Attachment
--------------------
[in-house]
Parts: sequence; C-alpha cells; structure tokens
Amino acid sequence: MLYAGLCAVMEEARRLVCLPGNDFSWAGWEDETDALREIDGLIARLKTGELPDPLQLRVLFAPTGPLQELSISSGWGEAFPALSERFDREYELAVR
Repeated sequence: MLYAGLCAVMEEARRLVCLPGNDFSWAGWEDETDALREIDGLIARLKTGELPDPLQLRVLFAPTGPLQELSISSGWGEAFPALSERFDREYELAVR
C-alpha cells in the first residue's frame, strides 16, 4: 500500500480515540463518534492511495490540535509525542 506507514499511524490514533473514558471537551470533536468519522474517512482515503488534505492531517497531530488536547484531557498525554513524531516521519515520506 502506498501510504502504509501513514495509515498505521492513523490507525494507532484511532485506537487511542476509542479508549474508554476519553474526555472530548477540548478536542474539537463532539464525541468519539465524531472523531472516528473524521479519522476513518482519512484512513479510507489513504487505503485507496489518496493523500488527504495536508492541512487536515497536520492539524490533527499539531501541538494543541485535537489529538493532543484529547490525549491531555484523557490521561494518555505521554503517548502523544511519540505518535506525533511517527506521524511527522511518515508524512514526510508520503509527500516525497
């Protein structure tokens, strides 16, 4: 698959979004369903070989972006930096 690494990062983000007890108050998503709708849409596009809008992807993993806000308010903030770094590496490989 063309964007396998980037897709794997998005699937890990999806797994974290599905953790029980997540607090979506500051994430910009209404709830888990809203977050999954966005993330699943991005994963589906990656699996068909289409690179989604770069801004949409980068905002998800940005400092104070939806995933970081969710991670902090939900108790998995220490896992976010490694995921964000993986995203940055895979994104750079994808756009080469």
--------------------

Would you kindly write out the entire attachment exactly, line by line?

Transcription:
[in-house]
Parts: sequence; C-alpha cells; structure tokens
Amino acid sequence: MLYAGLCAVMEEARRLVCLPGNDFSWAGWEDETDALREIDGLIARLKTGELPDPLQLRVLFAPTGPLQELSISSGWGEAFPALSERFDREYELAVR
Repeated sequence: MLYAGLCAVMEEARRLVCLPGNDFSWAGWEDETDALREIDGLIARLKTGELPDPLQLRVLFAPTGPLQELSISSGWGEAFPALSERFDREYELAVR
C-alpha cells in the first residue's frame, strides 16, 4: 500500500480515540463518534492511495490540535509525542 506507514499511524490514533473514558471537551470533536468519522474517512482515503488534505492531517497531530488536547484531557498525554513524531516521519515520506 502506498501510504502504509501513514495509515498505521492513523490507525494507532484511532485506537487511542476509542479508549474508554476519553474526555472530548477540548478536542474539537463532539464525541468519539465524531472523531472516528473524521479519522476513518482519512484512513479510507489513504487505503485507496489518496493523500488527504495536508492541512487536515497536520492539524490533527499539531501541538494543541485535537489529538493532543484529547490525549491531555484523557490521561494518555505521554503517548502523544511519540505518535506525533511517527506521524511527522511518515508524512514526510508520503509527500516525497
């Protein structure tokens, strides 16, 4: 698959979004369903070989972006930096 690494990062983000007890108050998503709708849409596009809008992807993993806000308010903030770094590496490989 063309964007396998980037897709794997998005699937890990999806797994974290599905953790029980997540607090979506500051994430910009209404709830888990809203977050999954966005993330699943991005994963589906990656699996068909289409690179989604770069801004949409980068905002998800940005400092104070939806995933970081969710991670902090939900108790998995220490896992976010490694995921964000993986995203940055895979994104750079994808756009080469």